A few other plants who have entertaining 'f' names are the friendship plant (Billbergia nutans) a sort of bromeliad named scientifically for the Swedish botanist J. Billberg and the Latin for 'nodding' - which gets its common name from the fact that it is enormously easy to grow, as a rosette can be pulled from the parent plant and given as a gift which will grow into a complete plant itself. The fish-poison pea (Tephrosia pondoensis) is a South African shrub which contains so much rotenone it is used to kill unwanted fish in streams and rivers. The flor-de-muerto, or flower-of-the-dead is a Mexican orchid, Laelia autumnis, whose bulbs are crushed up with lemon juice, sugar, flour and egg whites and moulded into skull-shaped sweets for the November Day of the Dead. For some reason they get their scientific name from a Roman Vestal Virgin.

The fritillary (Fritillaria meleagris), which shares its common name with a genus of butterfly, is a beautiful purple-and-pink-chequerboard patterned, bell-shaped flower, the scientific name coming from the Latin 'fritillus', meaning 'a dice-box', because of its markings. It's one of Britain's rarest indigenous wild flowers.

Though not flowering plants, ferns deserve a mention. The earliest fern fossils date back 400 million years. 'F' is also for 'frenzy' and that's what ferns spraked amongst the Victorians, who, finding the delicate, intricate leaves of ferns appealing, and inpired by a nationwide interest in field botany, gave into pteridomania (a craving for ferns). The plants were in such demand, that dealers gathered them from the wild, wiping out some species totally, and developing some new, cultivated forms, many of which vanished when the large estates of Britain fell into decline during the World Wars. There are some ferns, especially some of the Woodsia genus, that still have not recovered inthe wild from the Victorians' predations.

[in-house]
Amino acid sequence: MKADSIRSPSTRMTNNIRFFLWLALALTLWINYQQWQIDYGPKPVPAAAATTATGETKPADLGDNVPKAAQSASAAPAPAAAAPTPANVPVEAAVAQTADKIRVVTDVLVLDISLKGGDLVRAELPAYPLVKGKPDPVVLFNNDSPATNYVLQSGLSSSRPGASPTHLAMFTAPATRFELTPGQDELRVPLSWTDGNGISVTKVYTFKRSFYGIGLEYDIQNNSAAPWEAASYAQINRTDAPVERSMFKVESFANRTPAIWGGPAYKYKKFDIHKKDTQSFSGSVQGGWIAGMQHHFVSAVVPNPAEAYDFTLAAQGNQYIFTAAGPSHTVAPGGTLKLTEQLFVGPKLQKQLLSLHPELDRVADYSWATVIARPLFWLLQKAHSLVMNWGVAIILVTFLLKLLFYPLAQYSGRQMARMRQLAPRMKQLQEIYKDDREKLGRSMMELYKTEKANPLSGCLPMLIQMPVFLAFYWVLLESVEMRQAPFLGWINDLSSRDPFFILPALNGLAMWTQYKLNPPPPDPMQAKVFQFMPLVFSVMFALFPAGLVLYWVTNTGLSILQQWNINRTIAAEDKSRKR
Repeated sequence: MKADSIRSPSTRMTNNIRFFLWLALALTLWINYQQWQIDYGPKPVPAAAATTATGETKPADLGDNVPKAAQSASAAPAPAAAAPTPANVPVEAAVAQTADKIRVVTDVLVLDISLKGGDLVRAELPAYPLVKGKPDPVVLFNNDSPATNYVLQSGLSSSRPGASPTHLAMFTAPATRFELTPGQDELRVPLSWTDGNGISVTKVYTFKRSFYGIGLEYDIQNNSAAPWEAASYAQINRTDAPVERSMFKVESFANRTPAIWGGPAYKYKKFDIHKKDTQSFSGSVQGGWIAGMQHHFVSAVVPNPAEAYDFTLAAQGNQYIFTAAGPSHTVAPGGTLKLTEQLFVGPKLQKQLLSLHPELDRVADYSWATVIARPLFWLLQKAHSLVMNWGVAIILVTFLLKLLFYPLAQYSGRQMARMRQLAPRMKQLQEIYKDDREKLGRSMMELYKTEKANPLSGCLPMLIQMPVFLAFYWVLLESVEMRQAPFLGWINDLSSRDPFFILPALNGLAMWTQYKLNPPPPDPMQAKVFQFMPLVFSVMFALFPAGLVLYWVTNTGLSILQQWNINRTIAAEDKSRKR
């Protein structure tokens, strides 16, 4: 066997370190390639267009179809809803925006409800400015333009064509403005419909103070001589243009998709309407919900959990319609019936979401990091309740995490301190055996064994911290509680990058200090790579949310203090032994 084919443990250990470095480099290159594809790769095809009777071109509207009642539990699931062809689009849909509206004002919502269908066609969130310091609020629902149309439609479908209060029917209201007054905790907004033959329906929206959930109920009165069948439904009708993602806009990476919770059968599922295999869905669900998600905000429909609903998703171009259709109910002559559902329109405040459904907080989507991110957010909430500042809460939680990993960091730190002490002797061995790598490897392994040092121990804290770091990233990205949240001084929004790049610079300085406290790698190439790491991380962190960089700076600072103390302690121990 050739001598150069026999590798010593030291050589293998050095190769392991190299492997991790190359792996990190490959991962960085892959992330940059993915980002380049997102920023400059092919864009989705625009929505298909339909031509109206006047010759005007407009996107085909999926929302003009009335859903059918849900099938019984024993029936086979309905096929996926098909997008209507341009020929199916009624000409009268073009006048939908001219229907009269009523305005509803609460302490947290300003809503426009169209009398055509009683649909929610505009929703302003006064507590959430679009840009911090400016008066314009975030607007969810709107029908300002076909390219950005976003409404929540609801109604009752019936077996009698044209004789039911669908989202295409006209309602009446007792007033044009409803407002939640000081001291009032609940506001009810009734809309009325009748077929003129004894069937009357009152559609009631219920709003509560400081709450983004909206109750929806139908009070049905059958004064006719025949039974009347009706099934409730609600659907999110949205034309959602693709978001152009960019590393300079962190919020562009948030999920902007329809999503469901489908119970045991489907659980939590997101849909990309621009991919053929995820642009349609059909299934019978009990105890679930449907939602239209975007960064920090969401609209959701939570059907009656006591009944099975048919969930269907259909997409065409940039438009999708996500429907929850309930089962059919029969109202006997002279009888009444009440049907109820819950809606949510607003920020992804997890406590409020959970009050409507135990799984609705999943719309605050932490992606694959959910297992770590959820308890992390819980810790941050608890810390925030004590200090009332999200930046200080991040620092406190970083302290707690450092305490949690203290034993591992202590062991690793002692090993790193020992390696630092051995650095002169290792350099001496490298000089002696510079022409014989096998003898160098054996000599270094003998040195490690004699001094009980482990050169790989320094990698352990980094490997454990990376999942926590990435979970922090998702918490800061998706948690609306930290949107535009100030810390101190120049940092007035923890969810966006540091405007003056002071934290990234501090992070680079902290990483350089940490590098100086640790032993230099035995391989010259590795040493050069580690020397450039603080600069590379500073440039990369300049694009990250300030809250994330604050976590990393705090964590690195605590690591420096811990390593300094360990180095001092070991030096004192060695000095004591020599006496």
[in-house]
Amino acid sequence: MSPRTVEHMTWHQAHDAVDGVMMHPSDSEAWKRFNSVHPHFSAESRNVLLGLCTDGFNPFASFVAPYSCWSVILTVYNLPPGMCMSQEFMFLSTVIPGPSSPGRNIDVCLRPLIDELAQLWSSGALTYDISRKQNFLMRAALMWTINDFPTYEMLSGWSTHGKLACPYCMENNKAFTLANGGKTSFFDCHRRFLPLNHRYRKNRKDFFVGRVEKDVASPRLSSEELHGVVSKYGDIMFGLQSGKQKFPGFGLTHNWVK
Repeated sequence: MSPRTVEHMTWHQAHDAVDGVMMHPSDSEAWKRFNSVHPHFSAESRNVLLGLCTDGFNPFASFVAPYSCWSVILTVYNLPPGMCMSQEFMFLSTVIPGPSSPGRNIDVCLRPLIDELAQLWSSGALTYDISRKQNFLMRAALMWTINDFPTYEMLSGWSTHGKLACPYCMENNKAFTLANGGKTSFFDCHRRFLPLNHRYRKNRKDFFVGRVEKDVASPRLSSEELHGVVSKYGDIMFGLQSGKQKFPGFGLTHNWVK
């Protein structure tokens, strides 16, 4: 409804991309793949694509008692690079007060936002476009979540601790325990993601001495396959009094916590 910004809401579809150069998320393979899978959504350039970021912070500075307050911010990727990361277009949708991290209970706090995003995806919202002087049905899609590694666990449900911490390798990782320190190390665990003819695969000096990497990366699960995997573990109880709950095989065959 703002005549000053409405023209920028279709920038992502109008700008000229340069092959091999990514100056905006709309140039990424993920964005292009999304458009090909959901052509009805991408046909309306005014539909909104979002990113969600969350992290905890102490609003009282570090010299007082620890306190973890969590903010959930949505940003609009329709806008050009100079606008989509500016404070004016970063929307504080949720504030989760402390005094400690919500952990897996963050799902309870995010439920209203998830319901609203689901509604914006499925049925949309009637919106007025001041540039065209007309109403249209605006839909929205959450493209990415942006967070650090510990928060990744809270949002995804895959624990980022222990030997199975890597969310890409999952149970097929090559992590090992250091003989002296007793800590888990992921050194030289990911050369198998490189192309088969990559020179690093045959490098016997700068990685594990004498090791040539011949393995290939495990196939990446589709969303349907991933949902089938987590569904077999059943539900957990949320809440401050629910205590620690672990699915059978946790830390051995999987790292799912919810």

Hope there was something QI in amongst those ramblings!

 
samivel
174756.  Tue May 15, 2007 6:27 pm Reply with quote

Plenty. Thanks very much :)


Snake's Head Fritillary


Crown Imperial Fritillary


Gentner's Fritillary

Sadly I can't find a picture of a fritillary resting on a fritillary.

 
Jenny
174768.  Tue May 15, 2007 8:58 pm Reply with quote

I planted half a dozen fritillaries in my garden, and only one of the buggers came up :-( - and it was plain white, when I thought it was going to be one of those cool checky ones.

 
smiley_face
174785.  Wed May 16, 2007 2:26 am Reply with quote

More on ferns...

 
Norfolkian
175214.  Thu May 17, 2007 3:37 am Reply with quote

Today I found out that forget-me-nots are very difficult to photograph. Here is the best one I managed:



And a few more quite interesting titbits:

-The forget-me-not is the state flower of Alaska.

-In 15th century German is was thought that wearers of forget-me-nots would not be forgotten by their lover.

And a connection with Freemasonry!
-In 1948 a forget-me-not badge was adopted as a Masonic emblem at the first Annual Convention of the United Grand Lodges of Germany, Ancient Free & Accepted Masons. The flower, or badge, is now universally worn as a Masonic emblem in the coat lapel to remember all those that have suffered in the name of Freemasonry, and specifically those during the Nazi era.

http://en.wikipedia.org/wiki/Forget-me-not

 
Norfolkian